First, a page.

Wednesday, February 9, 2011
USA - California - Cavaleras Big Trees State Park
CAVALERAS BIG TREES STATE PARK
Cavaleras Big Trees State Park is located on the western slope of the Sierra Nevada. The park features two magnificent groves of giant sequola (The North and South Groves), plus fully developed campgrounds and picnic areas.
Sent by Estela, a postcrosser from California, USA.
This is from Wikipedia : Calaveras Big Trees State Park, located 4 miles (6.4 km) northeast of Arnold, California in the middle altitudes of the Sierra Nevada in Calaveras County, became a state park in 1931 to preserve the North Calaveras Grove of Giant Sequoias. It has been a major tourist attraction since 1852, when the existence of the trees was first widely reported, and is considered the longest continuously operated tourist facility in California.
Over the years, other parcels of mixed conifer forests, including the much larger South Calaveras Grove of Giant Sequoias (purchased in 1954 for $2.8 million USD), have been added to the park to bring the total area to about 26 square kilometres (6,400 acres). The North Grove contains about 100 mature giant sequoias; the South Grove, about 1,000.
The North Grove included the 'Discovery Tree' noted by Augustus T. Dowd in 1852 and felled in 1853, leaving a giant stump which is the only remainder of the tree. It measured 24 feet (7.3 m) in diameter at its base and was determined by ring count to be 1,244 years old when felled.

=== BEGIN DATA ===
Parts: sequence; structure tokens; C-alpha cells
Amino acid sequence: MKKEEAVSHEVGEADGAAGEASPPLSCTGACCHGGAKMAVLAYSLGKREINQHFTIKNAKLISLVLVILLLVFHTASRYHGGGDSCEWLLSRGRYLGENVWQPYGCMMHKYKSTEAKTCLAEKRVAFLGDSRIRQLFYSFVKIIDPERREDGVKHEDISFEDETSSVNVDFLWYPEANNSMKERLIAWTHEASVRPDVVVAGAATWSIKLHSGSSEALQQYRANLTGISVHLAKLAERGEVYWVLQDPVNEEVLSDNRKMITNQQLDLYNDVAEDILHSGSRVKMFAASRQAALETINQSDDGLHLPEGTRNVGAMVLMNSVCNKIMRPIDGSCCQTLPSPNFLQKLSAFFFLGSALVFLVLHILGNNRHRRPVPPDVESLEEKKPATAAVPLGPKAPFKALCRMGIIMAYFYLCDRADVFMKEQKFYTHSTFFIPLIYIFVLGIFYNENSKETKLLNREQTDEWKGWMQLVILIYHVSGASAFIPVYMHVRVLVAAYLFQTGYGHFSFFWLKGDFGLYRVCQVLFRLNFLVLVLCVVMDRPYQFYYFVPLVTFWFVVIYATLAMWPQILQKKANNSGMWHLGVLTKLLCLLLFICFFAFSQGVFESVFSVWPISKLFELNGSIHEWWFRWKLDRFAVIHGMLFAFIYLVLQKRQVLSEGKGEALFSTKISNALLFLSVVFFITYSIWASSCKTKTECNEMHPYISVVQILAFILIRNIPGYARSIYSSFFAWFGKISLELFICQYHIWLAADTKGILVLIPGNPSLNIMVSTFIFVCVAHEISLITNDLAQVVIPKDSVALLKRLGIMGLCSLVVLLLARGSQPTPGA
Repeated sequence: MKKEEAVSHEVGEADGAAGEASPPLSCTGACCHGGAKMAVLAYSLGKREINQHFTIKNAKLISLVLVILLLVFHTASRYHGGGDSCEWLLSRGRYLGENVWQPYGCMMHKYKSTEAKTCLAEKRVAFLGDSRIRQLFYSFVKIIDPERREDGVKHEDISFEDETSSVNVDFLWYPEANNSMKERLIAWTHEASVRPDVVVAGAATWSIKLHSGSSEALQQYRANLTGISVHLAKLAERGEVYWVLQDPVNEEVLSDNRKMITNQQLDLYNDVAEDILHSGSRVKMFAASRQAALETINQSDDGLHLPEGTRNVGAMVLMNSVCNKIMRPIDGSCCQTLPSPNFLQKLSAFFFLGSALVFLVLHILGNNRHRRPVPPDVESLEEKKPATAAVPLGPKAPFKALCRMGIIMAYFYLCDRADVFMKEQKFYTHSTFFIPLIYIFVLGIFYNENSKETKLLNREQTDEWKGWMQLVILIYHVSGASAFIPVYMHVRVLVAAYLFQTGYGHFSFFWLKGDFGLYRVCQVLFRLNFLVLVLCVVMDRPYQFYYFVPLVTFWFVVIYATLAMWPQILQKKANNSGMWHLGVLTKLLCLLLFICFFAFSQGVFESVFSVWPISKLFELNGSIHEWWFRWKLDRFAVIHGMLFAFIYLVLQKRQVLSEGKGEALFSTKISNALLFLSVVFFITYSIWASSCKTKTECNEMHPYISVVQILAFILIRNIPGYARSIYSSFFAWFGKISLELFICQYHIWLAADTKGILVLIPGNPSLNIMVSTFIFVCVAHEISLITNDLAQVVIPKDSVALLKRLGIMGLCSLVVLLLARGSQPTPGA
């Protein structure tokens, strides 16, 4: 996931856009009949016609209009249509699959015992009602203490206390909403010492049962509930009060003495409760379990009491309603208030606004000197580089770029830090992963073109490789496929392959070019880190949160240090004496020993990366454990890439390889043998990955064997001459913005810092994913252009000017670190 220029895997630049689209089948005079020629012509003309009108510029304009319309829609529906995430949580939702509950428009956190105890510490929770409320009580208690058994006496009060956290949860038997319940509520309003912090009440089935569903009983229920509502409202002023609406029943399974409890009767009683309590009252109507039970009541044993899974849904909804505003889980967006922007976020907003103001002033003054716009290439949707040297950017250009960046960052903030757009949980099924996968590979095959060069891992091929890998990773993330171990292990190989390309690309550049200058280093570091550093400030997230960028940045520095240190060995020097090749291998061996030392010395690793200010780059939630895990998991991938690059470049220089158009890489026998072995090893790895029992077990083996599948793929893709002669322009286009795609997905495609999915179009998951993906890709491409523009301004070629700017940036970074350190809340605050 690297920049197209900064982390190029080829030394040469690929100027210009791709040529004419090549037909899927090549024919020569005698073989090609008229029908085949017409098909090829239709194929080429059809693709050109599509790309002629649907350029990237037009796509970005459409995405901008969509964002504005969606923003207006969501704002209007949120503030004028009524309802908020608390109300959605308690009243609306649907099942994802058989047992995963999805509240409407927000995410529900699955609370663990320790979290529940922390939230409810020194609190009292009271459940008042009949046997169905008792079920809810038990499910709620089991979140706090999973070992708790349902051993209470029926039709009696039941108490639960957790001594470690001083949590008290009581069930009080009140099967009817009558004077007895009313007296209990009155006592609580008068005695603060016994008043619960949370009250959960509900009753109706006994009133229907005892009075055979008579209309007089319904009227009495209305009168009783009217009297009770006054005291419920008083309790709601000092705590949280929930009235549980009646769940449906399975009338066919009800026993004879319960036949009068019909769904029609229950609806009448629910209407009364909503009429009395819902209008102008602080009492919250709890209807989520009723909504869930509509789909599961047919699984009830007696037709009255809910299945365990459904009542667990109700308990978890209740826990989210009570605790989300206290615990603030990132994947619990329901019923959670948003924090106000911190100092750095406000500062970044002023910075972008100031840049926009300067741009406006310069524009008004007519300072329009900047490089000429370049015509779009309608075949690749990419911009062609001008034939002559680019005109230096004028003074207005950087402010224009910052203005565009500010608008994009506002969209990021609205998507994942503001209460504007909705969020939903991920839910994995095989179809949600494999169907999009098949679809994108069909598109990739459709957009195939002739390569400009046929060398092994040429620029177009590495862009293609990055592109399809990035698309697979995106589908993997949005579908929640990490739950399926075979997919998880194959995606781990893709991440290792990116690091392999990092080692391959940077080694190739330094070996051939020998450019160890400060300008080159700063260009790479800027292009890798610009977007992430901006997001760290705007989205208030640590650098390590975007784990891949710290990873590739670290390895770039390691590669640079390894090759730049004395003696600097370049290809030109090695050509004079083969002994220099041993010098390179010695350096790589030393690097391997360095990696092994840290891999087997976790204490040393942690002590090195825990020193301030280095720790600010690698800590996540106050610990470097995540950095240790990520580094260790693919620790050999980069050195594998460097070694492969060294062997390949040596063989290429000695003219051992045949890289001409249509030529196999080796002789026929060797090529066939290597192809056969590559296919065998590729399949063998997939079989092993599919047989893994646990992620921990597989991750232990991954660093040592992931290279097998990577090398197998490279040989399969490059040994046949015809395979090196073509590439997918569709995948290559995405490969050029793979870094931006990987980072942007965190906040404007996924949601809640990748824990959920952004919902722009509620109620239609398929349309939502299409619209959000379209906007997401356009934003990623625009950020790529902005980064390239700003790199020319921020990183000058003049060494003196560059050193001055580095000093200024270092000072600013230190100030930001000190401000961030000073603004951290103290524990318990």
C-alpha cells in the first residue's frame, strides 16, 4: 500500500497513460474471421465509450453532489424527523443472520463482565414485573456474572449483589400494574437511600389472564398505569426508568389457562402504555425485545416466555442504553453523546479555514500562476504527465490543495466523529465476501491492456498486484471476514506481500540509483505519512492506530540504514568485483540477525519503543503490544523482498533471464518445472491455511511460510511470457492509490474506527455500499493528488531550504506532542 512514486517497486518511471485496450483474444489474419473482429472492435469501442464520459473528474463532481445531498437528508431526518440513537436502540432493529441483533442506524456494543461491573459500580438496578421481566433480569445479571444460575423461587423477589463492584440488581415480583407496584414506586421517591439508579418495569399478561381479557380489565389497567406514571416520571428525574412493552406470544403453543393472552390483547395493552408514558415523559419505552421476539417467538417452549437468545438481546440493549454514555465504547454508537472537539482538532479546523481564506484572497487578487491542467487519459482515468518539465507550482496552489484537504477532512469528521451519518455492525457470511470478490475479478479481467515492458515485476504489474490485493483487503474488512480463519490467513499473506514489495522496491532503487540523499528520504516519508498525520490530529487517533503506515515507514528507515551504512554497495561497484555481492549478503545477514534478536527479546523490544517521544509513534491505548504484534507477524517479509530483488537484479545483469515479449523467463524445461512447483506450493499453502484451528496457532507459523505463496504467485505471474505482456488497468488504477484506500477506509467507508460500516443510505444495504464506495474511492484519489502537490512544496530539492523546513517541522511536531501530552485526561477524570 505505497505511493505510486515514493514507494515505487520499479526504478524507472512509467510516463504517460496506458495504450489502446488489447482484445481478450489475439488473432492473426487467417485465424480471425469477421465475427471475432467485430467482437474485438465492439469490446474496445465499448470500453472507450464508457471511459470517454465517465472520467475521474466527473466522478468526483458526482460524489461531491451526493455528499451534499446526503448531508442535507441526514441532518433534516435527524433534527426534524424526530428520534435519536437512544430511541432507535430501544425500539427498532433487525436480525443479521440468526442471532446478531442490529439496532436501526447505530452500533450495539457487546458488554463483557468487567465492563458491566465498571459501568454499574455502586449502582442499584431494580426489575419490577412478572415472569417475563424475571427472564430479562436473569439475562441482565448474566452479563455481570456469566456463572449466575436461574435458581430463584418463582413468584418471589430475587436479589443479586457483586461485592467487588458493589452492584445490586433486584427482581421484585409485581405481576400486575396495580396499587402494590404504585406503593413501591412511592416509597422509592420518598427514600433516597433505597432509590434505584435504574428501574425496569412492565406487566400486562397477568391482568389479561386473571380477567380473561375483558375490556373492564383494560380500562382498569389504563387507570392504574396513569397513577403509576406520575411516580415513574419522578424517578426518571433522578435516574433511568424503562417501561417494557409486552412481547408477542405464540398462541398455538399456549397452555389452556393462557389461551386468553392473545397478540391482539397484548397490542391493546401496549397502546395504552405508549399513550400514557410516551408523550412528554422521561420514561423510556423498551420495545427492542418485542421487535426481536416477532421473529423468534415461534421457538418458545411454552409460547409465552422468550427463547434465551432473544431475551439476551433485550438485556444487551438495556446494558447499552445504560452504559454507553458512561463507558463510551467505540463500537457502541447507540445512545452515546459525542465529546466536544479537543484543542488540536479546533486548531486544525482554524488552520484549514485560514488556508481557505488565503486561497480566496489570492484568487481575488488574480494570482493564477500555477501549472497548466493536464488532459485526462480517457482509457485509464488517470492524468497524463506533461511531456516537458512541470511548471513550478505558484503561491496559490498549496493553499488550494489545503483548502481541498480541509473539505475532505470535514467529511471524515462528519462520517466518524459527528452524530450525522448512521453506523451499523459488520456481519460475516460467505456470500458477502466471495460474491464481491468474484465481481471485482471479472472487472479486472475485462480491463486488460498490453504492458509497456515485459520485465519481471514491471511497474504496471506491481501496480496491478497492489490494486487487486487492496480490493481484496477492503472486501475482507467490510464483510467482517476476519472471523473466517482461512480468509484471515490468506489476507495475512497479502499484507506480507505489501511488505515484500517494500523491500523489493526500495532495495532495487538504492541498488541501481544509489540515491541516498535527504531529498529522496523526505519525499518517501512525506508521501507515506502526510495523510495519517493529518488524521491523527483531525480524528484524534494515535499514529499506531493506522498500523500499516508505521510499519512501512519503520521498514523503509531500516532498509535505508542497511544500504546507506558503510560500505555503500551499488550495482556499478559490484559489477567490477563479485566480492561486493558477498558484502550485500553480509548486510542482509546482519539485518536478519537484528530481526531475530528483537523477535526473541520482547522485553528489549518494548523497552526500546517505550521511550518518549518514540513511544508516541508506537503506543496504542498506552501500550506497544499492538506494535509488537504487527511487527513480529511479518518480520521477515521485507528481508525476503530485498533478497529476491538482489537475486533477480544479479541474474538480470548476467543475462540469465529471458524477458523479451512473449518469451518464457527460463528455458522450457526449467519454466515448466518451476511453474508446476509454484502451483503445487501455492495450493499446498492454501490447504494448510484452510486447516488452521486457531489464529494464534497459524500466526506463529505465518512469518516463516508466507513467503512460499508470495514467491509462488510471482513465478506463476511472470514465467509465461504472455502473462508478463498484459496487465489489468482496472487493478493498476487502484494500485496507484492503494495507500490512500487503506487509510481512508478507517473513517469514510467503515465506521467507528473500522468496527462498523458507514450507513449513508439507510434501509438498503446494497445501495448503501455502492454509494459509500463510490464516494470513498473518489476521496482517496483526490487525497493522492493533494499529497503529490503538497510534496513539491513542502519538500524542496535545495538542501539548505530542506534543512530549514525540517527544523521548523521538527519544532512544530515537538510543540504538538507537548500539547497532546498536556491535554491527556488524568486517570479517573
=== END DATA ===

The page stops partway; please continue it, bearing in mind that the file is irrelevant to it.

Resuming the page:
In addition to the popular North Grove, the Park also now includes the South Grove, with a 5 miles (8.0 km) hiking trip through a spectacular grove of giant sequoias in their natural setting. The South Grove includes the 'Agassiz' tree, 74 m tall and 6.8 m diameter 2 m above ground (7.6 m diameter at the base), the largest tree in the Calaveras groves. It is named after zoologist Louis Agassiz (1807-1873).
Other attractions in the Park include the Stanislaus River, Beaver Creek, the Lava Bluff Trail and Bradley Trail.
The Park also houses two main campgrounds with a total of 129 campsites, six picnic areas and hundreds of miles of established trails.
Other activities include cross-country skiing, evening ranger talks, numerous interpretive programs, environmental educational programs, junior ranger programs, hiking, mountain biking, bird watching and summer school activities for school children. Dogs are welcome in the park on leash in developed areas like picnic sites, campgrounds, roads and fire roads (dirt). Dogs are not allowed on the designated trails, nor in the woods in general.
On May 29, Governor Schwarzenegger has proposed to cut all the funding in order to save $143.5 million by closing down state park through June 2010.